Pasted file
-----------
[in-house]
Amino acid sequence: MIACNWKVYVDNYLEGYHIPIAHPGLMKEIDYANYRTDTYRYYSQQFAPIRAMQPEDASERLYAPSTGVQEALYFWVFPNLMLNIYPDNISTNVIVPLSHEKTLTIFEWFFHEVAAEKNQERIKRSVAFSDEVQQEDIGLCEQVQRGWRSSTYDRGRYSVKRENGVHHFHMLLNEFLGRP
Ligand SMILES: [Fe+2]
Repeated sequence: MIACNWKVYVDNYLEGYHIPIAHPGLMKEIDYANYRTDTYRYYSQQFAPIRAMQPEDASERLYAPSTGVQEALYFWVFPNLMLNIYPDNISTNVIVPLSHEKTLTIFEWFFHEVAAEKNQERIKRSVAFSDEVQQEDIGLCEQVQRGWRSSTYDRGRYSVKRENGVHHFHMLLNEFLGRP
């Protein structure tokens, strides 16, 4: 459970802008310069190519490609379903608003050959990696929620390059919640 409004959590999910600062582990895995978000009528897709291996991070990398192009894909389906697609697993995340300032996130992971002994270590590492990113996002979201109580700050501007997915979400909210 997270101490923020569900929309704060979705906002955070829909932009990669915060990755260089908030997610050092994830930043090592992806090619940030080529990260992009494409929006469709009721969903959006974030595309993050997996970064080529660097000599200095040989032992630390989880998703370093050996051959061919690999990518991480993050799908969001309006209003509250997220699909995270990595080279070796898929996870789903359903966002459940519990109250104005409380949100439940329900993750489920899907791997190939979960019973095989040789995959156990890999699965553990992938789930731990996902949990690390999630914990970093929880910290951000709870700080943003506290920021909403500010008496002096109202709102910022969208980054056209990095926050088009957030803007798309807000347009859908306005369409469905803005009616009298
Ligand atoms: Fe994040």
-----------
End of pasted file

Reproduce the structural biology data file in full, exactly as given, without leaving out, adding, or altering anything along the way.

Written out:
[in-house]
Amino acid sequence: MIACNWKVYVDNYLEGYHIPIAHPGLMKEIDYANYRTDTYRYYSQQFAPIRAMQPEDASERLYAPSTGVQEALYFWVFPNLMLNIYPDNISTNVIVPLSHEKTLTIFEWFFHEVAAEKNQERIKRSVAFSDEVQQEDIGLCEQVQRGWRSSTYDRGRYSVKRENGVHHFHMLLNEFLGRP
Ligand SMILES: [Fe+2]
Repeated sequence: MIACNWKVYVDNYLEGYHIPIAHPGLMKEIDYANYRTDTYRYYSQQFAPIRAMQPEDASERLYAPSTGVQEALYFWVFPNLMLNIYPDNISTNVIVPLSHEKTLTIFEWFFHEVAAEKNQERIKRSVAFSDEVQQEDIGLCEQVQRGWRSSTYDRGRYSVKRENGVHHFHMLLNEFLGRP
């Protein structure tokens, strides 16, 4: 459970802008310069190519490609379903608003050959990696929620390059919640 409004959590999910600062582990895995978000009528897709291996991070990398192009894909389906697609697993995340300032996130992971002994270590590492990113996002979201109580700050501007997915979400909210 997270101490923020569900929309704060979705906002955070829909932009990669915060990755260089908030997610050092994830930043090592992806090619940030080529990260992009494409929006469709009721969903959006974030595309993050997996970064080529660097000599200095040989032992630390989880998703370093050996051959061919690999990518991480993050799908969001309006209003509250997220699909995270990595080279070796898929996870789903359903966002459940519990109250104005409380949100439940329900993750489920899907791997190939979960019973095989040789995959156990890999699965553990992938789930731990996902949990690390999630914990970093929880910290951000709870700080943003506290920021909403500010008496002096109202709102910022969208980054056209990095926050088009957030803007798309807000347009859908306005369409469905803005009616009298
Ligand atoms: Fe994040």